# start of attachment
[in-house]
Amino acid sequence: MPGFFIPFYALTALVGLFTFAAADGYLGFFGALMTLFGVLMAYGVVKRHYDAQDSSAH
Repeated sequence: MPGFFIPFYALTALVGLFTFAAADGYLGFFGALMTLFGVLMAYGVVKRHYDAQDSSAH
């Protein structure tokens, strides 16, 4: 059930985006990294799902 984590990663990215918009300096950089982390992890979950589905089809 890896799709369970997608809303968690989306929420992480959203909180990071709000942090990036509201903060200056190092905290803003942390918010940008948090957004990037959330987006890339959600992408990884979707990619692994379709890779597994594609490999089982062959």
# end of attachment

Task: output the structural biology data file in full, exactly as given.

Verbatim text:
[in-house]
Amino acid sequence: MPGFFIPFYALTALVGLFTFAAADGYLGFFGALMTLFGVLMAYGVVKRHYDAQDSSAH
Repeated sequence: MPGFFIPFYALTALVGLFTFAAADGYLGFFGALMTLFGVLMAYGVVKRHYDAQDSSAH
């Protein structure tokens, strides 16, 4: 059930985006990294799902 984590990663990215918009300096950089982390992890979950589905089809 890896799709369970997608809303968690989306929420992480959203909180990071709000942090990036509201903060200056190092905290803003942390918010940008948090957004990037959330987006890339959600992408990884979707990619692994379709890779597994594609490999089982062959």